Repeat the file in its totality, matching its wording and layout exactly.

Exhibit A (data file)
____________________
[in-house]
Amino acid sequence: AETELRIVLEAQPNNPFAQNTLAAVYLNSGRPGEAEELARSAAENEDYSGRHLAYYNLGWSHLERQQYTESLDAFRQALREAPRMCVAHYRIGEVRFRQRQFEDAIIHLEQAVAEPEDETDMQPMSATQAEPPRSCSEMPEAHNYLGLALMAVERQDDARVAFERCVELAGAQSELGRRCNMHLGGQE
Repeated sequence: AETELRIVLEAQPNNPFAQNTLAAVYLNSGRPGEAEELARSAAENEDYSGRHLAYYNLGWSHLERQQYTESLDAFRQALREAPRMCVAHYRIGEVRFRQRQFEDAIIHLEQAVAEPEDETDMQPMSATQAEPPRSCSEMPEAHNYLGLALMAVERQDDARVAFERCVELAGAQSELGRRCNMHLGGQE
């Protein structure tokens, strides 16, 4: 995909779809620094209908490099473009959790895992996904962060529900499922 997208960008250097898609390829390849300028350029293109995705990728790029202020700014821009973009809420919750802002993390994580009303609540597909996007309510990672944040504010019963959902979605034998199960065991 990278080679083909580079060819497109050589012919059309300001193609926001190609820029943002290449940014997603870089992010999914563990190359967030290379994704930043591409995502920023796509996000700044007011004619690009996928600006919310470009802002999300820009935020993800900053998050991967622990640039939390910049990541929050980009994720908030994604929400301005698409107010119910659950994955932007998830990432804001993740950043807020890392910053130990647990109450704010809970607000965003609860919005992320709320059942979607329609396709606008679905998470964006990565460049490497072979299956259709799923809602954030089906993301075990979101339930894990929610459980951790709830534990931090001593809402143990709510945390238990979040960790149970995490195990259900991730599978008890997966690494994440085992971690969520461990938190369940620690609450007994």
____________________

[in-house]
Amino acid sequence: AETELRIVLEAQPNNPFAQNTLAAVYLNSGRPGEAEELARSAAENEDYSGRHLAYYNLGWSHLERQQYTESLDAFRQALREAPRMCVAHYRIGEVRFRQRQFEDAIIHLEQAVAEPEDETDMQPMSATQAEPPRSCSEMPEAHNYLGLALMAVERQDDARVAFERCVELAGAQSELGRRCNMHLGGQE
Repeated sequence: AETELRIVLEAQPNNPFAQNTLAAVYLNSGRPGEAEELARSAAENEDYSGRHLAYYNLGWSHLERQQYTESLDAFRQALREAPRMCVAHYRIGEVRFRQRQFEDAIIHLEQAVAEPEDETDMQPMSATQAEPPRSCSEMPEAHNYLGLALMAVERQDDARVAFERCVELAGAQSELGRRCNMHLGGQE
């Protein structure tokens, strides 16, 4: 995909779809620094209908490099473009959790895992996904962060529900499922 997208960008250097898609390829390849300028350029293109995705990728790029202020700014821009973009809420919750802002993390994580009303609540597909996007309510990672944040504010019963959902979605034998199960065991 990278080679083909580079060819497109050589012919059309300001193609926001190609820029943002290449940014997603870089992010999914563990190359967030290379994704930043591409995502920023796509996000700044007011004619690009996928600006919310470009802002999300820009935020993800900053998050991967622990640039939390910049990541929050980009994720908030994604929400301005698409107010119910659950994955932007998830990432804001993740950043807020890392910053130990647990109450704010809970607000965003609860919005992320709320059942979607329609396709606008679905998470964006990565460049490497072979299956259709799923809602954030089906993301075990979101339930894990929610459980951790709830534990931090001593809402143990709510945390238990979040960790149970995490195990259900991730599978008890997966690494994440085992971690969520461990938190369940620690609450007994």